A successful career in classical music eventually entails making decisions about the performance of others. Whether one conducts, plays, teaches, publishes, runs a festival, writes criticism or edits a magazine, if one is successful one is likely, sooner or later, to sit in judgement. In fact, we all do it. Even when choosing a CD or buying a concert ticket we assess another musician's performance.
The most prestigious type of evaluation is when one is invited to judge a major international competition. Normally in such events the judges are selected for their fame and achievements, not for their assessment skills. Membership of a distinguished panel is offered because of great performance, or successful teaching, not for understanding measures of central tendency, distributions, and sampling or simulation statistics.
But anyone who has spent any time in music education will be well aware of the fallibility of exams and examiners. That's why we appoint external examiners, why we double-mark student work, why we have inspection and appraisal and why we spend time teaching assessment techniques to teachers. Justice is all. One of the reasons why the juries at international music competitions are usually comprised of several members is to be seen to be fair. Competition juries vary in size. For example, at major piano competitions the adjudicating panel tends to be large; in recent years the Leeds International Pianoforte Competition had 14 jury members, 13 jurors adjudicated at Hamamatsu, there were 12 at the Van Cliburn competition in Fort Worth Texas and 10 at the Franz Liszt in Utrecht. Obviously, a large panel of judges, though sometimes unmanageable and inefficient, limits the impact of bias, whether through nationalism, nepotism or plain old narcolepsy. But a new publication argues that there is another, more powerful, reason for respecting the superiority of a large group over a small one in the matter of accurate judgement.
According to James Surowiecki's new book The Wisdom of Crowds, large groups of people are simply smarter than a few experts. To quote a basic example, two hundred students were asked to rank items by weight. The group's estimate was 94% accurate, better than all but five of the individual guesses. Many such experiments are cited by Surowiecki, where individual guesses were aggregated, then averaged. "The simplest way to get reliably good answers is just to ask the group each time," says Surowiecki. Not only is the judgement of crowds good in laboratory settings and classrooms, but this applies in the real world as well. Evidence is cited from gambling, the stock market, and even in the development of the algorithm used by the Internet search engine, Google.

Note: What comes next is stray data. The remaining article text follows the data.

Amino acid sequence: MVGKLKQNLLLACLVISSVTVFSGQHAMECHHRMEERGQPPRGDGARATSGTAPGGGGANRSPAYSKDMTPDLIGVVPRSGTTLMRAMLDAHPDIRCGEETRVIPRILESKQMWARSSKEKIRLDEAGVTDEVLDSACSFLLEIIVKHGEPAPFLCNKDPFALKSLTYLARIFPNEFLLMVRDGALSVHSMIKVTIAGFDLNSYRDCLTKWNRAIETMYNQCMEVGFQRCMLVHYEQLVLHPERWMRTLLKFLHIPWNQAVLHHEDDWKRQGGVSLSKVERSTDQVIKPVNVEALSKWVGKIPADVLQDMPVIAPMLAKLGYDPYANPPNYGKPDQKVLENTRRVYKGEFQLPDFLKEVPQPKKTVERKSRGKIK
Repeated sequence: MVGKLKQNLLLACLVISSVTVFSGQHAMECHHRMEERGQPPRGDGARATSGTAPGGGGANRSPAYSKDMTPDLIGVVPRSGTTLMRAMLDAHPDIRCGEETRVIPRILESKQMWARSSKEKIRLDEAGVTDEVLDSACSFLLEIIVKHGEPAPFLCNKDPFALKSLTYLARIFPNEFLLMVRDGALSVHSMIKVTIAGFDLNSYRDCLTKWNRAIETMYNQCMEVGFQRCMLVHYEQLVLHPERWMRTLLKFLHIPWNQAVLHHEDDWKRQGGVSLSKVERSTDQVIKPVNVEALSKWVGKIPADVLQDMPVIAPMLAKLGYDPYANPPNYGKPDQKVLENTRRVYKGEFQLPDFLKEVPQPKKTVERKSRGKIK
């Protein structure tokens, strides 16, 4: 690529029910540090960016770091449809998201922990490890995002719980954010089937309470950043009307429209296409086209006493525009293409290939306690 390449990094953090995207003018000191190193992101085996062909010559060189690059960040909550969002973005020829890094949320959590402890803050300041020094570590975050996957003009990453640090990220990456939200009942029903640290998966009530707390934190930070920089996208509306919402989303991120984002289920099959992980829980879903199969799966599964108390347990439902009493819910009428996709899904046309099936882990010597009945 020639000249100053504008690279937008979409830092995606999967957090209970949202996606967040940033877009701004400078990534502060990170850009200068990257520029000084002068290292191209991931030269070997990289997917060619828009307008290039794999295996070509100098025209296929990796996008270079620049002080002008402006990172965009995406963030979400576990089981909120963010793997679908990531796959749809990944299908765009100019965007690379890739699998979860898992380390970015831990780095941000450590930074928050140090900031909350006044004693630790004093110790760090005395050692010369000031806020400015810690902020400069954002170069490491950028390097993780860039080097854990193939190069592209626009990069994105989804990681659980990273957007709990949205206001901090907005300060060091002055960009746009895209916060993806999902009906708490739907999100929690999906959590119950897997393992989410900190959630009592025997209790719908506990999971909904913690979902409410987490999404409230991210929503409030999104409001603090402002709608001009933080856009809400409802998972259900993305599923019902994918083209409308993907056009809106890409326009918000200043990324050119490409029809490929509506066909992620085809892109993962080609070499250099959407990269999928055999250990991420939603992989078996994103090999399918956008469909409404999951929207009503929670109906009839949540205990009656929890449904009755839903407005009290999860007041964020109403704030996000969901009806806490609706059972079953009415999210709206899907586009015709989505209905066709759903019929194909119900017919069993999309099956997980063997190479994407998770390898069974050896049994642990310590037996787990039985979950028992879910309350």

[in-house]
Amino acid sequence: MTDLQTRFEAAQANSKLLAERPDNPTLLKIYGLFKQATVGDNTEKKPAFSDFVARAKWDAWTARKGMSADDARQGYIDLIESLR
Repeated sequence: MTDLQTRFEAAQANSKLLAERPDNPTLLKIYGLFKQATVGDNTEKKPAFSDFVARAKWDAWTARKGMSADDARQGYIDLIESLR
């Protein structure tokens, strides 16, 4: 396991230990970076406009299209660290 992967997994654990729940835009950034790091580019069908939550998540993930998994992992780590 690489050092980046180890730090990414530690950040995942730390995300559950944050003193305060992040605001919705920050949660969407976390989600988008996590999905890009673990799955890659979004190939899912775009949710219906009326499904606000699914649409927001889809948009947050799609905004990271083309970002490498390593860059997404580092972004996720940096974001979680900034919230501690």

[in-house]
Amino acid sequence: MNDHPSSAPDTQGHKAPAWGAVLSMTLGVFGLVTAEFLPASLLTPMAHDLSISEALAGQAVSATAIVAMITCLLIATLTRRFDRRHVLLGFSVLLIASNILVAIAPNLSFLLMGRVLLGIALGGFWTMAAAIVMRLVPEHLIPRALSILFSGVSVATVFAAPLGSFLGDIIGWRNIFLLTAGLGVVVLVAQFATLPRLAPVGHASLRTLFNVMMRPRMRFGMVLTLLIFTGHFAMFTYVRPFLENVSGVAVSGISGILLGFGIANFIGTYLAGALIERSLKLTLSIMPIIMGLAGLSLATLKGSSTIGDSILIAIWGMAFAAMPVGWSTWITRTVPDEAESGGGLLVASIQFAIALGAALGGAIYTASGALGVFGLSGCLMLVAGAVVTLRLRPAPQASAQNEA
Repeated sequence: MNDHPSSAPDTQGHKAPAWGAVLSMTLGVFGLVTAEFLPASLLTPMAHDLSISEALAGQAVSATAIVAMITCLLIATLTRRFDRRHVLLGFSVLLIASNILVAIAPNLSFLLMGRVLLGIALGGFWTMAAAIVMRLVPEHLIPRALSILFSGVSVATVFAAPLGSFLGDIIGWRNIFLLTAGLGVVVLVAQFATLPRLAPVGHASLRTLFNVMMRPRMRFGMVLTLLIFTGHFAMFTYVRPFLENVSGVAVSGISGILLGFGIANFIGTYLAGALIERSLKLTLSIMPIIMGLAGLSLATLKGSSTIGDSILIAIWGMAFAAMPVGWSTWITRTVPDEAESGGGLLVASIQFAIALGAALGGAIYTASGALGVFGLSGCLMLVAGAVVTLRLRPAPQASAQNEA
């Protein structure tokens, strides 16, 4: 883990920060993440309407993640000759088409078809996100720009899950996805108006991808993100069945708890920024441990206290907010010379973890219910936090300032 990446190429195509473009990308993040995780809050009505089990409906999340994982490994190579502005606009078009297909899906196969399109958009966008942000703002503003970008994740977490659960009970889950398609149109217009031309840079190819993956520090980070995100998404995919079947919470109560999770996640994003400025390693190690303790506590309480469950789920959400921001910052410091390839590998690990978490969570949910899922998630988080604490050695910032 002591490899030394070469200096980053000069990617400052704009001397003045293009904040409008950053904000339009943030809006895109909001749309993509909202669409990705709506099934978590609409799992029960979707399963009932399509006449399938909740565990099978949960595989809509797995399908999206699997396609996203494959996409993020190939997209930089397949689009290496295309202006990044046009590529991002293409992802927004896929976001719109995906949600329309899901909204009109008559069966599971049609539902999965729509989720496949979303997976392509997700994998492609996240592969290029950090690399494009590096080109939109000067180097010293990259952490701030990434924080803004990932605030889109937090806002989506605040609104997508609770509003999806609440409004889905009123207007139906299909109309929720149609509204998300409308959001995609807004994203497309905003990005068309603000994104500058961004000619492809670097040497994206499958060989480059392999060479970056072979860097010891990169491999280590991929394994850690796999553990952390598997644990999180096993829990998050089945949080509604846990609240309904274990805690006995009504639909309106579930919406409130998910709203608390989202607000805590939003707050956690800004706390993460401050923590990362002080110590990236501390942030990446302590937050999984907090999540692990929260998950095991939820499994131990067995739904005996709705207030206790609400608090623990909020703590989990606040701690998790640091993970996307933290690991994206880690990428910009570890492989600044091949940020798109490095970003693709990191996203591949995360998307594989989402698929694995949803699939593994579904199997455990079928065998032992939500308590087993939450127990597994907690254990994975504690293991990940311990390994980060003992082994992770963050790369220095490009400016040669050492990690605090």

Surowiecki cites evidence that when comparing the problem-solving skills of groups of people, a group made up of some smart people and some not-so-smart always did better than a group comprised of smart people only. He explains that smart groups that are too much alike find it harder to keep learning, because each member is bringing less and less new information to the panel. Of course, homogeneous groups are great at doing what they do well - playing the piano, in this case. But they become progressively less able to investigate alternatives. In The Wisdom of Crowds, Surowiecki quotes the organisational theorist James G. March: "Bringing new members into the organization, even if they're less experienced and less capable, actually makes the group smarter simply because what little the new members do know is not redundant with what everyone else knows." This gain does not come from the superior knowledge of the average new recruit. Recruits are, on average, less knowledgeable than the people they replace. The beneficial effect comes from their diversity.
Although Surowiecki considers committees, juries and teams - and even beauty contests - he neglects to consider the minefield that surrounds the judging of musical events. That's a pity. Surowiecki's book should be required reading for all music competition organisers. For example: two-thirds of all foremen are men, yet during deliberations they talk more than women do. Furthermore, did you realise that the order in which people speak has been shown to have an effect on the course of a discussion? Early comments are more influential. Though these points are hardly a shock, one wonders whether they are ever taken into account by administrators of music competitions.
What conclusions are here for such organisers? Well, my first advice is to read Surowiecki's book. A brief account here can't do it justice, but it is clear that juries should be large and diverse. Genders and ages should be mixed. Why should the jurors in a piano competition all be pianists? Why not violinists, or wind players? Even better, why not give the audience a vote? Eventually, they'll be voting by buying the concert tickets or the CDs. In conductors' competitions, or concerto rounds of piano competitions, why not give the orchestra an equal vote? Clearly, more participants would give a better, fairer, result. In the recent Van Cliburn competition (June 5th) an Internet prize was awarded to the pianist attracting the most votes via the competition's website.
Watching the jury during a competition is revealing, sometimes more than it should be. During the last Leeds Piano Competition I was quite shocked to see one member of the panel bury his head in his hands querulously over some perceived lapse by a contestant. Whether the unfortunate pianist noticed this rudeness, I can't say. But I do believe that such a gesture is another powerful argument for opening up the judgement to the wisdom of the crowd.
James Surowiecki. The Wisdom of Crowds. Abacus Books, £7.99. ISBN 0 349 11605 9